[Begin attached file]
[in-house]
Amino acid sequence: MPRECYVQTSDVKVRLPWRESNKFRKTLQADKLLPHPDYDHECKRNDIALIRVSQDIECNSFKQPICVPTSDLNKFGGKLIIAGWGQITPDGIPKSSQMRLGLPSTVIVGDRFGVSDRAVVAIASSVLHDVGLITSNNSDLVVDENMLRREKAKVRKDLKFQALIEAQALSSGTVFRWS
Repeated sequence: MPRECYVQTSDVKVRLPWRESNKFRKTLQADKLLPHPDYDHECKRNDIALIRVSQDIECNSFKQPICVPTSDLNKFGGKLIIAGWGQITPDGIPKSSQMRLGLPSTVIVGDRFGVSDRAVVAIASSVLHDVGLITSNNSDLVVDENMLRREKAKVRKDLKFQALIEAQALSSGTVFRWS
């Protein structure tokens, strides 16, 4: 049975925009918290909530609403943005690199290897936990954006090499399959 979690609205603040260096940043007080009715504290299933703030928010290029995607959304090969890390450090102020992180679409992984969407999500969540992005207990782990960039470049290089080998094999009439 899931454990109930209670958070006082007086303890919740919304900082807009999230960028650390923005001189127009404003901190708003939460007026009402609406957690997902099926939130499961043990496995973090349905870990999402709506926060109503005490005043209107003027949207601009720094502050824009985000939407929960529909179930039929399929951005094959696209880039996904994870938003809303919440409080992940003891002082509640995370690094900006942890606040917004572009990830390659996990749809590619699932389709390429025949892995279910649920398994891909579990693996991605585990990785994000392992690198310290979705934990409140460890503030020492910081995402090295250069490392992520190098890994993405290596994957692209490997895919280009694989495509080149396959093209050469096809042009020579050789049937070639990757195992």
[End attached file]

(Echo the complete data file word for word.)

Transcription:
[in-house]
Amino acid sequence: MPRECYVQTSDVKVRLPWRESNKFRKTLQADKLLPHPDYDHECKRNDIALIRVSQDIECNSFKQPICVPTSDLNKFGGKLIIAGWGQITPDGIPKSSQMRLGLPSTVIVGDRFGVSDRAVVAIASSVLHDVGLITSNNSDLVVDENMLRREKAKVRKDLKFQALIEAQALSSGTVFRWS
Repeated sequence: MPRECYVQTSDVKVRLPWRESNKFRKTLQADKLLPHPDYDHECKRNDIALIRVSQDIECNSFKQPICVPTSDLNKFGGKLIIAGWGQITPDGIPKSSQMRLGLPSTVIVGDRFGVSDRAVVAIASSVLHDVGLITSNNSDLVVDENMLRREKAKVRKDLKFQALIEAQALSSGTVFRWS
């Protein structure tokens, strides 16, 4: 049975925009918290909530609403943005690199290897936990954006090499399959 979690609205603040260096940043007080009715504290299933703030928010290029995607959304090969890390450090102020992180679409992984969407999500969540992005207990782990960039470049290089080998094999009439 899931454990109930209670958070006082007086303890919740919304900082807009999230960028650390923005001189127009404003901190708003939460007026009402609406957690997902099926939130499961043990496995973090349905870990999402709506926060109503005490005043209107003027949207601009720094502050824009985000939407929960529909179930039929399929951005094959696209880039996904994870938003809303919440409080992940003891002082509640995370690094900006942890606040917004572009990830390659996990749809590619699932389709390429025949892995279910649920398994891909579990693996991605585990990785994000392992690198310290979705934990409140460890503030020492910081995402090295250069490392992520190098890994993405290596994957692209490997895919280009694989495509080149396959093209050469096809042009020579050789049937070639990757195992």